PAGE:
Introducing Burning Bright

 

The demons come, devouring life and light. Armed with sword and spell, Keepers meet the scourge. Above nations, beyond the law, to be a Keeper is to hold power–but power always comes with a price.

Introducing Burning Bright, the first book of the Seize the Fire trilogy.

 

Burning Bright, Chapter One

by KD Sarge

“Keeper-Apprentice Kunihiro Takai,” Ume said, “well done. Harmony herself, Lady of Harvests, would be pleased to call this place home. She might even bring the twins, Binder and Unwinder, which holy children—”

“Little thanks to you.” Hiro pushed a book on the shelf nearest him more in line with its fellows. There. The little library was perfect. The kitchen behind him sparkled. The porch was neat, the garden weeded, Eshan’s bedroom freshened…he never should have let it get so bad. But now Eshan would never know.

“I did my part,” Ume said, flopping into the big chair Eshan curled up in on winter evenings. “I trotted up here and warned you the healers were letting him go today.” She flung long brown legs over the arm as she sprawled. “And when you asked for help, I told you. Demons to be defeated? Drunkery to be debauched? I’m in. Cooking, cleaning, sewing, minding? Not this wench. Especially if I’m not allowed to use magic.”

 

“No water—or flames—near the books. That would be worse than the mess. If Keeper Kisaragi came home to a ruined library…” Hiro shuddered. So did Ume.

“Much worse,” she agreed. “But now that you’ve cleaned up two months of apprentice on his own, washed dishes, dusted books, swept hearths, washed bedding and polished floors, do you want me to call some water for you? It saddens me to say to a cherished friend, but Hiro—my colleague, my swordmate, my dear honored Keeper-Apprentice Hiro Takai—you reek. You don’t want to offend the discerning nose of our revered Keeper-Adept Kisaragi, do you?”

Hiro weighed her offer. She wouldn’t be, he knew, in any way gentle. She’d probably just reroute a stream over his head. And the nearest stream was the glacier-fed one skittering over the rocks of its bed in the back garden.

On the other hand, it would be quicker than going down to the baths.

No one had told Hiro that his master was leaving the healing villa today. No one had told Ume either, and the little she’d overheard had not contained any details. Eshan might come at any time, and Hiro had no intention of being elsewhere when he did. And once Eshan was home… Though Eshan tried to hide it, Hiro knew well that his master was not fully healed. Once Eshan was home, Hiro wouldn’t be leaving his master’s side for days.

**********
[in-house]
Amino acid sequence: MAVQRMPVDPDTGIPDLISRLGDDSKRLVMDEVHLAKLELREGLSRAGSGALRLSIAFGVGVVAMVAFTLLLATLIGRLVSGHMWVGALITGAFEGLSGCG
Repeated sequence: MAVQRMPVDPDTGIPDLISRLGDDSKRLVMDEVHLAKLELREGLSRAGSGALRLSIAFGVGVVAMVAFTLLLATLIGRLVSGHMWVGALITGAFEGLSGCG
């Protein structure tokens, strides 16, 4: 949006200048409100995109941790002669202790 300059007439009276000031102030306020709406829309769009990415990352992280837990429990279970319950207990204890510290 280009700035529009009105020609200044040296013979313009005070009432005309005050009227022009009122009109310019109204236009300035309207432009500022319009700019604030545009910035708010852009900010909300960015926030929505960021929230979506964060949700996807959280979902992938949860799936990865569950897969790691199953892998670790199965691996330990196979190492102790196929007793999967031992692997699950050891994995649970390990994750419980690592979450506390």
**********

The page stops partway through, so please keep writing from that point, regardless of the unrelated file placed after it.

“Thank you,” he said to Ume. “Let me get a clean uniform.” He turned for the little hall to the bedrooms.

“And soap!” Ume called after him. “Cleanliness finds favor in the eyes of Harmony as Bounty! You want her favors, right?”

Hiro shook his head as he rooted through the mess of his own room, rated unimportant in the press of cleaning. He wasn’t terribly religious, but Ume’s irreverence often gave him pause. Eshan said the cynicism of the learned was wrong—that the gods were real and a wise man did not call their attention.

Ume, of course, would say that she was neither wise, nor a man.

In the garden, Hiro stood on the terrace that could use a rinse anyway, since birds had been occupying it in his master’s absence. He had barely set aside his clothes when, as expected, Ume waved her arm dramatically and dumped half a melted glacier over his head. He gritted his teeth and scrubbed at his body until the world started to spin and he half-fell onto the bench.

Islahi dumol! ” Ume snapped and the water drained away from Hiro and hurried back where it belonged. She grinned at Hiro.

“Too much water for you, fire-boy?”

Hiro clamped his teeth to keep his stomach where it belonged.

“All right?” Ume asked, losing the grin as she brought him a towel. “You’ve gone all pale. It’s not that cold.”

“I’m fine,” Hiro gasped past chattering teeth as Ume wrapped the towel around his shoulders. And he was, or should be. How many times had he washed in that stream, choosing to endure the cold over the time and effort of going to the baths?

“Did you eat this morning?” Ume asked. “Or did some fool of a redhead think he’d work all day on an empty stomach?”

“I…had to clean before I could cook,” Hiro admitted, feeling the nausea and weakness ebb. “And once I started cleaning I didn’t stop.”

“Fool of a redhead,” Ume said, the grin coming back. “I’ll raid the kitchen.”

“You’ll make a mess!”

“I can steal food!”

“Apprentice Kunihiro Takai,” said a Keeper standing under the ladylace tree, “you are summoned.”

Even as a stranger, she sounded much too formal for someone addressing a dripping and naked apprentice, and she was in full uniform down to her gloves. Hiro took his cue from that.

“Keeper, I answer,” he said, standing. “Is there time to dress?”

“Dress yourself,” she ordered. “Bring your sword.”

“At once, Keeper,” Hiro said. He grabbed Ume’s arm and dragged her through the garden door into his room.

“Hiro, what did you do?” Ume whispered as the door closed. “She’s not here to fetch you to Keeper Kisaragi’s homecoming.”

“Tell me something I don’t know,” Hiro grumbled, toweling his hair roughly.